Cousin

In kinship terminology, a cousin is a relative with whom one shares a common ancestor. In modern usage, the term is rarely used when referring to a relative in one's own line of descent, or where there is a more specific term to describe the relationship: e.g., brother, sister, aunt, uncle. The term blood relative can be used synonymously, and underlines the existence of a genetic link. A system of degrees and removes is used to describe the relationship between the two cousins and the ancestor they have in common.

The degree (first, second, third cousin, et cetera) indicates one less than the minimum number of generations between both cousins and the nearest common ancestor. For example, a person with whom one shares a grandparent (but not a parent) is a first cousin; someone with whom one shares a great-grandparent (but not a grandparent) is a second cousin; and someone with whom one shares a great-great-grandparent (but not a great-grandparent) is a third cousin; and so on.

The remove (once removed, twice removed, etc.) indicates the number of generations, if any, separating the two cousins from each other. The child of one's first cousin is one's first cousin once removed because the one generation separation represents one remove. Oneself and the child are still considered first cousins, as one's grandparent (this child's great-grandparent), as the most recent common ancestor, represents one degree. Equally the child of one's great-aunt or uncle (one's parent's cousin) is one's first cousin once removed because their grandparent (one's own great-grandparent) is the most recent common ancestor.

Non-genealogical usage often eliminates the degrees and removes, and refers to people with common ancestors merely as cousins or distant cousins. Alternatively, the terms 'second cousin' and 'first cousin once removed' are often incorrectly used interchangeably.

The system can handle kinships going back any number of generations (subject to the genealogical information being available).

Family Tree Relationships

Family tree showing the relationship of each person to the orange person. Cousins are colored green. The genetic degree of relationship are marked in red boxes by percentage (%).

Cousin Chart

A cousin chart, or table of consanguinity, is helpful in identifying the degree of cousin relationship between two individuals using their most recent common ancestor as the reference point. Cousinship between two individuals can be specifically described in degrees and removes by determining how close, generationally, the common ancestor is to each individual.

Additional modifying words are used to clarify the exact degree of relatedness between the two people. Ordinal numbers are used to specify the number of generations between individuals and a common ancestor, and further clarification of exact cousinship is made by specifying the difference in generational level between the two cousins, if any, by using degrees of remove. For example, "first cousins once removed" describes two individuals with the common ancestor being the grandparent of one cousin (one degree) and the great-grandparent of the other cousin (two "degrees"). The degree of lowest number is considered the degree. The cousins themselves are one generation different from each other (one remove). So, the difference between the degrees is the "removed" part of the equation.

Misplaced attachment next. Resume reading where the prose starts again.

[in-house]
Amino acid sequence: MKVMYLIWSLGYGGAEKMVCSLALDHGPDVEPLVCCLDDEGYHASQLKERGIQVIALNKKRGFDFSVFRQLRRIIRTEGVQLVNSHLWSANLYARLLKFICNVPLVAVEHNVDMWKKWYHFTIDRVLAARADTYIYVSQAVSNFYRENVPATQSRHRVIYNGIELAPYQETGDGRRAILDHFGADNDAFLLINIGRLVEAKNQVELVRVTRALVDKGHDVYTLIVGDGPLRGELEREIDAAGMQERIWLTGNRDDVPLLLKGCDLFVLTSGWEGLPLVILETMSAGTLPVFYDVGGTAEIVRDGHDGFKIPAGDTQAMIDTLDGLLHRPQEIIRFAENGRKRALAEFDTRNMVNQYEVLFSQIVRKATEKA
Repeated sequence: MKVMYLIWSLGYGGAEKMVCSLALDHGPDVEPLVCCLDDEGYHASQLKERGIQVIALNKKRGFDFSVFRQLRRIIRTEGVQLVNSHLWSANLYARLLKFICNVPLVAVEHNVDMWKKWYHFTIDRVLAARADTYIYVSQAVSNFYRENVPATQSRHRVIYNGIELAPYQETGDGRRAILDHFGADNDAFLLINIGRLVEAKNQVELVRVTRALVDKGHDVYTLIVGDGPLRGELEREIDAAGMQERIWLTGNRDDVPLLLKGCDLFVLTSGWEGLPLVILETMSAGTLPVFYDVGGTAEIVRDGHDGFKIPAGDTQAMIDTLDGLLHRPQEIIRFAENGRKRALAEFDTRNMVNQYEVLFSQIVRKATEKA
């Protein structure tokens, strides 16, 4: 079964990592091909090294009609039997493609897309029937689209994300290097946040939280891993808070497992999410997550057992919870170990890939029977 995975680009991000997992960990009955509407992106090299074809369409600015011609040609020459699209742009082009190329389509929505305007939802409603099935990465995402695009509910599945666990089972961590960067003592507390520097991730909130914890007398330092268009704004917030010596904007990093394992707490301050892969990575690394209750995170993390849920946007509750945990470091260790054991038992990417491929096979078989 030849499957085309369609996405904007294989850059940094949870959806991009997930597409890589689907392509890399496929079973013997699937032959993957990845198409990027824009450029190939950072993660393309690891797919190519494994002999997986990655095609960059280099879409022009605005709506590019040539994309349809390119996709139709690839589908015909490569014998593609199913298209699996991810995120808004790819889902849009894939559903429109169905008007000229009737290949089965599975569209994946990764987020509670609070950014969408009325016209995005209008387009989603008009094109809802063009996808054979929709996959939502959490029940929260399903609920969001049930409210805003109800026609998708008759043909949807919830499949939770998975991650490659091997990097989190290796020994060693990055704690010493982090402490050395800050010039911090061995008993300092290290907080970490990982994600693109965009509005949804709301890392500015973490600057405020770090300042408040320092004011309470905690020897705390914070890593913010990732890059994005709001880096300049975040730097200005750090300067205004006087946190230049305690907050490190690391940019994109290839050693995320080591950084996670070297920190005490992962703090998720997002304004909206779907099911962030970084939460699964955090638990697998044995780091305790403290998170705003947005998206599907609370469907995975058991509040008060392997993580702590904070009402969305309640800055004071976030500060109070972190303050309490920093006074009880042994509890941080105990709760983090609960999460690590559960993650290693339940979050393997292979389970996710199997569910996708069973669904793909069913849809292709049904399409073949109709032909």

To make this easy to remember, think about it this way. Assign 1 to the word grand and 1 to each great. Figure two people with a common ancestor by assigning each of you the totals of the grand and greats. Example: If your great-great-great grandfather is another person's grandfather, your number is 4 (great + great + great + grand = 4) and the other person's number is 1 (grand = 1). Which number is smaller? 1. So, you are first cousins. The smallest of the two persons' numbers is the degree. Now, what is the difference between the two numbers? 4 - 1 = 3 So, you are 3 times removed.

Example 2: If your great-great-great grandparent (great + great + great + grand = 4) is another person's great-great-great grandparent (great + great + great + grand = 4), then you are 4th cousins. There is no removed, because you are on the same generational level (4 - 4 = 0).

Example 3: If your great grandparent (great + grand = 2) is the second person's great-great-great-great-great grandparent (great + great + great + great + great + grand = 6), then you are second cousins, four times removed. Why? Because your number is the lowest, being 2 (so, the degree is second cousin), and the difference between your two numbers is 4 (6 - 2 = 4), which is the number of removes (generational difference).

If one person's Grandparent Great-grandparent Great-great-grandparent Great3-grandparent Great4-grandparent Great5-grandparent
is the other person's
then they are
Grandparent 1st cousins 1st cousins once removed 1st cousins twice removed 1st cousins thrice removed 1st cousins four times removed 1st cousins five times removed
Great-grandparent 1st cousins once removed 2nd cousins 2nd cousins once removed 2nd cousins twice removed 2nd cousins thrice removed 2nd cousins four times removed
Great-great-grandparent 1st cousins twice removed 2nd cousins once removed 3rd cousins 3rd cousins once removed 3rd cousins twice removed 3rd cousins thrice removed
Great3-grandparent 1st cousins thrice removed 2nd cousins twice removed 3rd cousins once removed 4th cousins 4th cousins once removed 4th cousins twice removed
Great4-grandparent 1st cousins four times removed 2nd cousins thrice removed 3rd cousins twice removed 4th cousins once removed 5th cousins 5th cousins once removed
Great5-grandparent 1st cousins five times removed 2nd cousins four times removed 3rd cousins thrice removed 4th cousins twice removed 5th cousins once removed 6th cousins
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